ATTENTION: SSHH and the Renters Helpline is Partnering with the TPP Program to provide resources to Tenants and Landlords in the City of Sacramento. On March 30th  at 1:30 p.m the City will explain how the TPP program supports the rights of our renters. Register online at bit.ly/3qHoq1F or contact staff at (916) 808-8121 or This email address is being protected from spambots. You need JavaScript enabled to view it..

Sacramento Self Help Housing collaborates with Project SentinelLegal Services of Northern California (LSNC), and California Apartment Association (CAA) to provide telephone counseling and dispute resolution services for Unincorporated Sacramento County, City of Sacramento, Rancho Cordova, Elk Grove, and Citrus Heights residents.

The Tenant Advisors will deal directly with concerns regarding landlord-tenant disputes and help refer fair housing issues to the appropriate agency.

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Renters Helpline is open 8:30am-5:00pm, Monday-Friday: 916-389-7877

More information can be found on their website here: www.rentershelpline.org

Submit a housing concern here to contact Renters Helpline: www.rentershelpline.org/en/contact-us.html

 

New Tennat Protection Program - 3/2021

The Sacramento Self Help Housing is partnering with the City of Sacramento to assist with implementing the city’s Tenant Protection and Relief Act ordinance (Sacramento City Code 5.156) and AB COVID-19 Tenant Relief Act of 2020. SSHH will provide complaint referral and information service to City of Sacramento resident renters and rental housing owners to educate them on the Tenant Protection and Relief Act, provide options for dispute resolution, screen for possible violations and provide appropriate referrals. The collaborative partnership between the City and SSHH team will promote public awareness of ordinance, prohibit rent gouging, limit annual rent increases, and address other violations of the ordinance.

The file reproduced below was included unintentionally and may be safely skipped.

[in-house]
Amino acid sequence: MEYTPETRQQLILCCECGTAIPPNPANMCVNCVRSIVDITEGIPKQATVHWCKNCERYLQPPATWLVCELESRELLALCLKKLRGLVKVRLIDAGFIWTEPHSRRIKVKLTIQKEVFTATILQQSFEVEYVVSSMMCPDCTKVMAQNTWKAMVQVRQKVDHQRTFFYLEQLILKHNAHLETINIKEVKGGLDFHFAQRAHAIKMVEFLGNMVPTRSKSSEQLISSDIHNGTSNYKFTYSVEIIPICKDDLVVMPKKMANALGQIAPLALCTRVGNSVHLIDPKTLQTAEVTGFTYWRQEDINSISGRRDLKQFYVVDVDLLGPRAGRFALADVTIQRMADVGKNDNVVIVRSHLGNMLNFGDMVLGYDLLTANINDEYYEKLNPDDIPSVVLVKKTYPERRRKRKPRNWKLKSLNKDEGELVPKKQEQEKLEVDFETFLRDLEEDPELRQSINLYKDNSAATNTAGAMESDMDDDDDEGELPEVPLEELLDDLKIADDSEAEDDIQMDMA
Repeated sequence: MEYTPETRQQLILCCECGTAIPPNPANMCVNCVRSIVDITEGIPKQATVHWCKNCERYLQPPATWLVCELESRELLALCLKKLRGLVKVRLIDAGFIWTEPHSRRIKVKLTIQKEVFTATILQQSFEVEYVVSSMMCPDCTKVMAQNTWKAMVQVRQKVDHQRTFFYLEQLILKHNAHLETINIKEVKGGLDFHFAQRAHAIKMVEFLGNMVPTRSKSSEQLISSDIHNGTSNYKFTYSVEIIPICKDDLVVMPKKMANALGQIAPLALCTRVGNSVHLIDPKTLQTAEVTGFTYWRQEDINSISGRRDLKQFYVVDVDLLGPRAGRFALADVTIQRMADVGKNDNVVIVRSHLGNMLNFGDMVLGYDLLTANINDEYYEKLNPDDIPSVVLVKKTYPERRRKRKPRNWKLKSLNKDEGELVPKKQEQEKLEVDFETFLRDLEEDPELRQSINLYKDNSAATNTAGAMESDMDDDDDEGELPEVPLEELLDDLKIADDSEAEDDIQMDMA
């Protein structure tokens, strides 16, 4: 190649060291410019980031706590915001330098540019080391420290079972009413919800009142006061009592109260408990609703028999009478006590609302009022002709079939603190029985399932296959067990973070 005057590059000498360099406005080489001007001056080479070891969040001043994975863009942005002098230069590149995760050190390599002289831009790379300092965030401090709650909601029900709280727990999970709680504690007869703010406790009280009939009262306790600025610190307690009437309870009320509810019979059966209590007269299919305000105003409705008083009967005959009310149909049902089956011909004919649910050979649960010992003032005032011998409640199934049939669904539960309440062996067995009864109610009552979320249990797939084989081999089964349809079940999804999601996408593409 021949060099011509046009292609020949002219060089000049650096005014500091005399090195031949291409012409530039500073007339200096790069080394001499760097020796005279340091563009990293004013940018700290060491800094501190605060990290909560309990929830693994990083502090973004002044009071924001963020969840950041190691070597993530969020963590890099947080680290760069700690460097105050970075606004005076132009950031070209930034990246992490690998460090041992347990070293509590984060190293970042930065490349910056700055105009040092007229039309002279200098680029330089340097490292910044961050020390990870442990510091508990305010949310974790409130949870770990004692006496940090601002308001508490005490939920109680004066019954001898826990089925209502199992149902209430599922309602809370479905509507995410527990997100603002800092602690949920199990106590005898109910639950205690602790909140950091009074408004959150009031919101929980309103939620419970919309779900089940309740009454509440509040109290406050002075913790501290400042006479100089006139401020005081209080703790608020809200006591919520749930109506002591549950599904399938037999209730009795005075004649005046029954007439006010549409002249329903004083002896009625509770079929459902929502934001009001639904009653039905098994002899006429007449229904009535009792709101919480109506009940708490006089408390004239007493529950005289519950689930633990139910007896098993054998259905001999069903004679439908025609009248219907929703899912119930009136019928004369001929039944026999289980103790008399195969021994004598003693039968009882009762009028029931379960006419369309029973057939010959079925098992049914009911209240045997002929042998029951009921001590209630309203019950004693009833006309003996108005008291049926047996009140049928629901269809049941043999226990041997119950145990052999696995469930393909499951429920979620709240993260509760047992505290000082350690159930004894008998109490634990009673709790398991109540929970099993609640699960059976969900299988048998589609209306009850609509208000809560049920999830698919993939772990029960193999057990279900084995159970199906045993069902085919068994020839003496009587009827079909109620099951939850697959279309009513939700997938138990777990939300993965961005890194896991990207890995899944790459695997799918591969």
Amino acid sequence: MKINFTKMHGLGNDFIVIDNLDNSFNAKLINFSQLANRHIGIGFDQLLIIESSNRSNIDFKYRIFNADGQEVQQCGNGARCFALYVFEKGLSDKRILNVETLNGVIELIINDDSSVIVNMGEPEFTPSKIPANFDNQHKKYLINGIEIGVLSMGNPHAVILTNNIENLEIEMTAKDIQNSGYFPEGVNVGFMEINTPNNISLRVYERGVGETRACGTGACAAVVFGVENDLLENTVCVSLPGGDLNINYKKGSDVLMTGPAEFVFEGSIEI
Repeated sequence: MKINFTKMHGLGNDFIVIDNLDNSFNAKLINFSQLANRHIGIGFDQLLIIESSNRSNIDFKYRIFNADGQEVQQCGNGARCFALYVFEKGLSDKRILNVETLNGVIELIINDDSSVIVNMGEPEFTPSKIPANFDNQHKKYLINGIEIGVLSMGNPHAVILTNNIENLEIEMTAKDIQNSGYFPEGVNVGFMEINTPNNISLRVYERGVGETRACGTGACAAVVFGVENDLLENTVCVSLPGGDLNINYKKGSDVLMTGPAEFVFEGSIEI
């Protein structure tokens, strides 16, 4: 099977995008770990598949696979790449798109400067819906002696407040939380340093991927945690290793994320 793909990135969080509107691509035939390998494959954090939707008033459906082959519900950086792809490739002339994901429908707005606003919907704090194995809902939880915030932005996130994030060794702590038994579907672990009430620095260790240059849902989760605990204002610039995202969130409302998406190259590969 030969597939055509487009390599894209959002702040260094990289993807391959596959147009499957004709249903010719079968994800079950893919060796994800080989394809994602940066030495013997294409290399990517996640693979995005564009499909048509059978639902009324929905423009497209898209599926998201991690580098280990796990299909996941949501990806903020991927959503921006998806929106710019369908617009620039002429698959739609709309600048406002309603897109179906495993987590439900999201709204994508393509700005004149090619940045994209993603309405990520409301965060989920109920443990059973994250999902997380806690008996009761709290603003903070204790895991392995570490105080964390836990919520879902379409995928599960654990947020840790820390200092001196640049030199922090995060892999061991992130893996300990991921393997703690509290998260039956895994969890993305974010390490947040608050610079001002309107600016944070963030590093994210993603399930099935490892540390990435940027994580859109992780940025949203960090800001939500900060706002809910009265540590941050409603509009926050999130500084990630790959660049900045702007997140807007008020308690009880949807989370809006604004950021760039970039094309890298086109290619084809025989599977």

What is Fair Housing?

In April of 1968, just a week after the assassination of Martin Luther King, Jr., Congress passed the federal Fair Housing Act (FHA), which made it illegal to discriminate against people in the sale or rental of housing on the basis of race, color, religion, sex and national origin. In 1988, the Fair Housing Amendments Act became law, adding protections based on disability and familial status.

Since 1963, California has also prohibited certain types of discrimination in housing. Today, these laws are known as the Fair Employment and Housing Act (FEHA) and the Unruh Civil Rights Act. In addition to those characteristics listed under federal law, California bans housing discrimination based on marital status, sexual orientation, gender identity, ancestry, age, source of income and arbitrary characteristics.

The important thing to note about federal and state Fair Housing laws is that they only prohibit discrimination based on a protected characteristic. A bank can deny you a mortgage because you have poor credit, or a housing provider can refuse to rent to you because you are low-income, or have an eviction on your record. These things may not be fair, but they aren’t illegal. To violate the law, a housing provider must treat you differently because of a protected characteristic. For example, it would be a violation of the law if you were denied a mortgage because of race, or denied a rental unit because you have children. There must be a connection between the negative treatment and one of the listed characteristics.